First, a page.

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 Post subject: Re: KS #10 - When Extreme Ability Isn't Enough
PostPosted: Wed Dec 08, 2010 10:57 pm 
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RickI wrote:
An illustration of wind shadow or rotor and surface features. It doesn't take much land relief to seriously disturb the wind and put kiters at risk. The higher and/or closer the surface feature, potentially the more severe the wind shadow or mechanical turbulence resulting in excessive lulls and gusts.

All those multicolored squiggles represent undulating air flow which equate to serious changes and directions in wind speed. Don't let the squiggles get you, they can hurt!

MORE about wind shadow and land features to be avoided at...
.

This is the sort of fundamental information which is coming here by accident just because Rickl felt like sharing it today :thumb: .
It shouldn't be fortuitous; every rider should have been taught that, and more, from the very onset.
The majority of fatal accidents are caused by ignorance or disrespect of elementary aerology and meteorology, and IKO shares a huge responsibility for the tragic statistics for failing to provide instructions of matters which are taught before anything else in all sports depending on the air and its dynamics (most sailing and all flying sports).
IKO claims it's in their syllabus, but the fact is that, at least in my region, I haven't seen any IKO branded instructor teaching these topics. How could they, not having been themselves taught that?
IKO satisfy themselves by selling their stickers to schools to fool the punter. For new schools, it's a quick substitute for experience. They (IKO) never follow up nor bother to check if the teaching given corresponds to their programme, if there was any.
Considering IKO is dysfunctional beyond redemption, has anyone an idea about how to make up for it and disseminate meteorological and aerological subjects in all the schools? There is a safety thread in kiteforum, and if it were there, it would be a good start, but that would not be enough, as beginners usually get aware of forums' existence only after they have learnt.
Cheers
Alex

PS: all good links on meteorology and aerology welcome here for a digest :coffee:.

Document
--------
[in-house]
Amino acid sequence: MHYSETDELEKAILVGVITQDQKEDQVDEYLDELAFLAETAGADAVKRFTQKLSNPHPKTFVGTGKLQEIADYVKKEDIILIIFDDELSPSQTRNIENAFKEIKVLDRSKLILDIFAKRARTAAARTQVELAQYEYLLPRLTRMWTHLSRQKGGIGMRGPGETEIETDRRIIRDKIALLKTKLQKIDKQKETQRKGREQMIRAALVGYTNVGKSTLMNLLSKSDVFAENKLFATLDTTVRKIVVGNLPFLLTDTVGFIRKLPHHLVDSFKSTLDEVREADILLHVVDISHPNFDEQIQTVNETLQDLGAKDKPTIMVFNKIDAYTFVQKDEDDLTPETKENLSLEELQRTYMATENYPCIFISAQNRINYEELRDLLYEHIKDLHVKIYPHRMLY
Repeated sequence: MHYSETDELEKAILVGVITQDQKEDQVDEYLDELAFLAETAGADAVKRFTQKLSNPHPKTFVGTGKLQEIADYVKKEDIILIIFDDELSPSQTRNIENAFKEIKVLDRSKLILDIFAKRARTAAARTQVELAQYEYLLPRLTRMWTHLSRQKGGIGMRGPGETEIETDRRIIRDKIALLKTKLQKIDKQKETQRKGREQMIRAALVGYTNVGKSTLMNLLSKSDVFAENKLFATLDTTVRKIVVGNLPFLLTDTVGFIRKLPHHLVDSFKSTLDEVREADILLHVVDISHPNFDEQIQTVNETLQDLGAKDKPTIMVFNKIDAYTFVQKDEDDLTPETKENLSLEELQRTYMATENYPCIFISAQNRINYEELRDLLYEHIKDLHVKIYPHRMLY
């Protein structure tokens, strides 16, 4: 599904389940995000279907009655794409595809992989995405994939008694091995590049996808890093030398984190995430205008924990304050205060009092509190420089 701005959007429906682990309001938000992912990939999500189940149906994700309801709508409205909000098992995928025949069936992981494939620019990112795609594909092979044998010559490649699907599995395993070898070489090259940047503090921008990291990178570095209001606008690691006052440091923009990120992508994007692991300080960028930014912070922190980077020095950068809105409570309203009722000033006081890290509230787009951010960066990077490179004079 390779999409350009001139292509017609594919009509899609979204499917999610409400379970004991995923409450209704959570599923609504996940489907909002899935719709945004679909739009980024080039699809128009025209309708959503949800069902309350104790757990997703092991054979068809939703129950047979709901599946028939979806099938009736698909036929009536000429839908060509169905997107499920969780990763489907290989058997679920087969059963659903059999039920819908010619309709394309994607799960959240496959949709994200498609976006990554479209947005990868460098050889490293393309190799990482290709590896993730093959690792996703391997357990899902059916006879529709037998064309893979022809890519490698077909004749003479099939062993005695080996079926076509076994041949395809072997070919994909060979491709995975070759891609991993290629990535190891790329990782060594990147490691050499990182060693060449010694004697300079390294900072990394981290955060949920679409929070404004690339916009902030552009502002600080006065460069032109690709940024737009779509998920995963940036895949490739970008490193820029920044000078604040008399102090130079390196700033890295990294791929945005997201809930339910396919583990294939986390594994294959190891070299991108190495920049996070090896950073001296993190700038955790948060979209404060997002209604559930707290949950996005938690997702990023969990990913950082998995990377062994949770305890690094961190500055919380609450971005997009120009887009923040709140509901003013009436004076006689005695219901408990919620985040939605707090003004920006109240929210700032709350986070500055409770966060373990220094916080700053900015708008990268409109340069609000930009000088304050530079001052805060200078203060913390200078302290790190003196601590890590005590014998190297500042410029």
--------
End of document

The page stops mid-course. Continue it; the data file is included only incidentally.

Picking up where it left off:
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 Post subject: Re: KS #10 - When Extreme Ability Isn't Enough
PostPosted: Thu Dec 09, 2010 2:30 am 
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Rick,
Please keep up the effort. I see friends and newbies frequently doing things that could get them in trouble. And I certainly have made errors in judgement and gotten caught up in the moment.

We have a launch that is full onshore and requires climbing over a rock erosion prevention wall. One slip and you could easily find yourself piling into the rocks or the trees behind them. Seems like a good place for a helmet. Stunting 100 feet upwind from the rocks. I speak to people about the risks. I share the time that a helmet probably saved my life. 6 hours on a backboard. Broke stuff. Some permanent damage, but I was very lucky. Most politely listen. Some have even been appreciative. Some not so much.

I suppose I pay more attention to your messages since I got thrashed. It is pretty silly that it takes a personal experience for some of us to get it. Unfortunately, some don't get a second or third chance at it.

I guess you could bow to the chldish comments, and give up trying to make people aware of the risks, but for selfish reasons, I hope you don't. It would put a big dent in my enthusiasm for kiting to be a witness to a tragedy such as you described. Don't want that to happen. Could also blow the launch site. Don't want that to happen. Also would struggle with the knowledge of not having said something and the tragedy occurs.

Every once in awhile somebody listens. Personal choice


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 Post subject: Re: KS #10 - When Extreme Ability Isn't Enough
PostPosted: Thu Dec 09, 2010 2:37 am 
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kjelleren wrote:
Rick,
Please keep up the effort. I see friends and newbies frequently doing things that could get them in trouble.


I agree. You always have good advice, to avoid danger in a dangerous sport


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 Post subject: Re: KS #10 - When Extreme Ability Isn't Enough
PostPosted: Thu Dec 09, 2010 4:11 am 
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Rick,
Good job!


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 Post subject: Re: KS #10 - When Extreme Ability Isn't Enough
PostPosted: Thu Dec 09, 2010 11:27 am 
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Hey guys just my 2c.....

I am an IKO instructor, and i have been kiting for 5 years in many different wind conditions from 10 to 45kts and i would consider myself well experienced.
I am lucky that where i teach we have very safe conditions for learning. flatwater lagoon, 10 to 15 kts side shore with a soft beach 2kms downwind.

I think you have very valid point by mentioning this, as i see risks taken all the time. The IKO DO have this information in the syllabus, and we teach what we can. After the IKO its all up to the instructor to teach what they should teach. I beleive i teach well, and i try to make all of my students understand the potential dangers involved. Human response is to gain confidence through time and practice, as confidence rises potential for risk rises also. We should all try and take note to remind ourselves of this risk, as we all need to check ourselves from time to time.